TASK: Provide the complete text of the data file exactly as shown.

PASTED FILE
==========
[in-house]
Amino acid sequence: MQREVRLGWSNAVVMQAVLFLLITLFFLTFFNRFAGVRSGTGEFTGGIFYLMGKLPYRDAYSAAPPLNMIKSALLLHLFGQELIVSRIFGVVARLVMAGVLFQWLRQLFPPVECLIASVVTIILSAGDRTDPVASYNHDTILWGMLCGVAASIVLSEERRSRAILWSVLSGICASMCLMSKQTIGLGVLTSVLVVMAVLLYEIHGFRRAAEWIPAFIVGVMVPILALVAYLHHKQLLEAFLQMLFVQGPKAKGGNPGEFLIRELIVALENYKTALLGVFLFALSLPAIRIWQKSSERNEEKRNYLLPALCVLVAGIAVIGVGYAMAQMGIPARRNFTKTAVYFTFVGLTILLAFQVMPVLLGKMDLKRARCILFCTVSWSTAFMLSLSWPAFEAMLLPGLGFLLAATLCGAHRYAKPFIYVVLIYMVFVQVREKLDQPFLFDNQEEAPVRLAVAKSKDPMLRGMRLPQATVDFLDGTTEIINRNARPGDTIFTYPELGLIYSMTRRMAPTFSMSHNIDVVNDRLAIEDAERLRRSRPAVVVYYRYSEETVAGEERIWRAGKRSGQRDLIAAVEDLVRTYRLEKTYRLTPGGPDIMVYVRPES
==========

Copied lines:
[in-house]
Amino acid sequence: MQREVRLGWSNAVVMQAVLFLLITLFFLTFFNRFAGVRSGTGEFTGGIFYLMGKLPYRDAYSAAPPLNMIKSALLLHLFGQELIVSRIFGVVARLVMAGVLFQWLRQLFPPVECLIASVVTIILSAGDRTDPVASYNHDTILWGMLCGVAASIVLSEERRSRAILWSVLSGICASMCLMSKQTIGLGVLTSVLVVMAVLLYEIHGFRRAAEWIPAFIVGVMVPILALVAYLHHKQLLEAFLQMLFVQGPKAKGGNPGEFLIRELIVALENYKTALLGVFLFALSLPAIRIWQKSSERNEEKRNYLLPALCVLVAGIAVIGVGYAMAQMGIPARRNFTKTAVYFTFVGLTILLAFQVMPVLLGKMDLKRARCILFCTVSWSTAFMLSLSWPAFEAMLLPGLGFLLAATLCGAHRYAKPFIYVVLIYMVFVQVREKLDQPFLFDNQEEAPVRLAVAKSKDPMLRGMRLPQATVDFLDGTTEIINRNARPGDTIFTYPELGLIYSMTRRMAPTFSMSHNIDVVNDRLAIEDAERLRRSRPAVVVYYRYSEETVAGEERIWRAGKRSGQRDLIAAVEDLVRTYRLEKTYRLTPGGPDIMVYVRPES